Liked by 2 people

  5. I have a rather short fuse but it is also short lived. Like Chris, I do my yelling or swearing in the car with windows closed or at home (I live alone). I try very hard not to drop an F-bomb or s*** within hearing of others unless in the company of like-minded friends/family. I have been known to slam a car door or throw whatever I am carrying into the condo once the door is open – not breakables, though. I used to slam golf clubs on the ground after a bad shot but these days my golf buddies and I usually just laugh – we don’t even keep score anymore. One thing I do have a hard time letting go of is a grudge – not proud of that.

    Liked by 3 people

        1. I’d say that if you like bowling without keeping score, and you’re still having a good time, go for it. Personally, I like to have some measure of how well (or how poorly) I did. I’m usually competing against myself in whatever sport I’m participating in. That’s possibly why I’ve never been a superstar in anything I’ve done. I have good days and bad days, but I’ll never forget the evening when I was in the zone and bowled an almost perfect game. My “normal” average was about 130, so that’ll give you some idea.

          Liked by 1 person

  6. there are times (this would be one of them) when i don’t try to suppress my anger.

    i tell my kids to pay attention to the things i do wrong . some of my best lessons are found there. getting angry at situation where reasons for anger exist is a thing i’ve taught my children is worth the extra time energy and blood pressure invested. what was the comment about getting arrested for the right reasons senator john lewis was remembered for, me and anger are similar. some people are just wrong for all the wrong reasons.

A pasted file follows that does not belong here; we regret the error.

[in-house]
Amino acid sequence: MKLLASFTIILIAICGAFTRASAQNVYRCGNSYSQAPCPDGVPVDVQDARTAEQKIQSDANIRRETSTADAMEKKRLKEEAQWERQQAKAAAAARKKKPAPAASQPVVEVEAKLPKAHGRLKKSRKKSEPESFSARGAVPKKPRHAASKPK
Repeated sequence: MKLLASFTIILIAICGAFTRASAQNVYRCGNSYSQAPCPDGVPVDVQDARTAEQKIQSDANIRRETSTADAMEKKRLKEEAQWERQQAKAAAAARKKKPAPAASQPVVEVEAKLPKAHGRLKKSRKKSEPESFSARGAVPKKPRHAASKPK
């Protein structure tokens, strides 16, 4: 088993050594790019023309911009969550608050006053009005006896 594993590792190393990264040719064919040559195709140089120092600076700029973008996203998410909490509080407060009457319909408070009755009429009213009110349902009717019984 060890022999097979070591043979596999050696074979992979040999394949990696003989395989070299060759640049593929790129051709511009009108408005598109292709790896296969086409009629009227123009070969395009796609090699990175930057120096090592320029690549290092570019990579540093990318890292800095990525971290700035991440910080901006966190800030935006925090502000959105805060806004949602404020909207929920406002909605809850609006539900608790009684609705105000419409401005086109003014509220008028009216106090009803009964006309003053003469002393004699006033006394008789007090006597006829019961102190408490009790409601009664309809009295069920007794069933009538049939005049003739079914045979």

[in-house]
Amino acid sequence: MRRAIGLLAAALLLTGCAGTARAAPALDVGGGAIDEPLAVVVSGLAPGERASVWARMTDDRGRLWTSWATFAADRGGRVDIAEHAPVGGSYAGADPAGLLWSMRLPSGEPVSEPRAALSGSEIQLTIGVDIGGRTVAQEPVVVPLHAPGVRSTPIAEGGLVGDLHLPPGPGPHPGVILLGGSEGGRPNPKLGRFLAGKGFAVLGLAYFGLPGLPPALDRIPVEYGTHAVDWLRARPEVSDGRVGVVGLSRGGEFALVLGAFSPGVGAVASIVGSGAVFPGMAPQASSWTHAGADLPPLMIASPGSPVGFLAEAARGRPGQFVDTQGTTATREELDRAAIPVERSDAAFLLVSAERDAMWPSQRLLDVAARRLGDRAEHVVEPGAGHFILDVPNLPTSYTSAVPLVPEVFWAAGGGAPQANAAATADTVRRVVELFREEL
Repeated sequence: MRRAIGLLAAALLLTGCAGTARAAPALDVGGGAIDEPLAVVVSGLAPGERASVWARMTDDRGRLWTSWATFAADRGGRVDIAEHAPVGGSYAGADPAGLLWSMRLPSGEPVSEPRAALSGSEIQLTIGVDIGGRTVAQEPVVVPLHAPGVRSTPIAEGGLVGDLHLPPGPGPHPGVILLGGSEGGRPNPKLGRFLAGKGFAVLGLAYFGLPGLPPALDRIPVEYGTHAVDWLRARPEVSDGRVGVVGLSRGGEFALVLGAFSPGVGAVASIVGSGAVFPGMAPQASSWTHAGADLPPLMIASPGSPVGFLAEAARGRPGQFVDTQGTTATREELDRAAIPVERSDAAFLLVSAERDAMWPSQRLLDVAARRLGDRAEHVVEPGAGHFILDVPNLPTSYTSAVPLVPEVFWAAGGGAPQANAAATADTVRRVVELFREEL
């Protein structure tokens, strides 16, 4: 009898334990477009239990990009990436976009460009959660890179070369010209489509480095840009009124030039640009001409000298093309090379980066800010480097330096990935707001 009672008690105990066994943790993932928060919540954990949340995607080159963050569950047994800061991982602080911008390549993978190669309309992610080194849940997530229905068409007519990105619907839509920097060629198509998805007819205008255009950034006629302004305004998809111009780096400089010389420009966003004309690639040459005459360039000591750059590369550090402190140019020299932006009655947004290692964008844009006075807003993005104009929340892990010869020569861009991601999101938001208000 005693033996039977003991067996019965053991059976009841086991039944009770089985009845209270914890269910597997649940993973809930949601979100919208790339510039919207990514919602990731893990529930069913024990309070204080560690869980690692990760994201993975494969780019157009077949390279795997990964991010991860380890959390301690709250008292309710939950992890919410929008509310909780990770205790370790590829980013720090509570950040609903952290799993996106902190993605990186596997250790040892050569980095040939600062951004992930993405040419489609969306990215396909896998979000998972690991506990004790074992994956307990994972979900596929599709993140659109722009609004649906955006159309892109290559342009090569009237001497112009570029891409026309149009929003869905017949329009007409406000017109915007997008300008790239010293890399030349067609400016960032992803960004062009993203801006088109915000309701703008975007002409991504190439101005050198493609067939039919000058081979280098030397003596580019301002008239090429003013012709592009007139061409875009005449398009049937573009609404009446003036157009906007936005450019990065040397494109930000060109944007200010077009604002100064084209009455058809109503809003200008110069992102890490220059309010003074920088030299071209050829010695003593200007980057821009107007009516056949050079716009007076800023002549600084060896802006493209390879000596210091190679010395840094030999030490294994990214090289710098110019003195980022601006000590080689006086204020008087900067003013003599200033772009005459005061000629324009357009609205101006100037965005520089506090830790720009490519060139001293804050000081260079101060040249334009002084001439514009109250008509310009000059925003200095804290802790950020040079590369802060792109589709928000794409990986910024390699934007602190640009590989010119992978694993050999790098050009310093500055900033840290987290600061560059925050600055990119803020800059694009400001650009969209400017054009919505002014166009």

i try to remember my 90 year old mom when dealing with people who i should be patient with. i think of others when dealing with ignorant pigs who need to be pointed at .

    Liked by 4 people

  7. Allow me to make a suggestion, Renee, on how you may be able to channel your anger in a productive way.

    Since you’re dealing with a small, locally owned bank where you have been a customer for a long time, surely you have some clout. Make an appointment with some management person at the bank and tell them about your concern. Tell them about your conflicting emotions: on one hand you appreciate that they’re looking out for your interests, but also your concern that this incident may be rooted in racial profiling. You might want to emphasize that you’re not trying to cause trouble or get anyone fired, but you’d like them to be aware that perhaps they need to take a look at their internal procedures for how to handle this kind of situation to be sure that it doesn’t happen again. In the alternative, and this may, in fact, be more effective, write them a letter explaining the situation and where you’re coming from.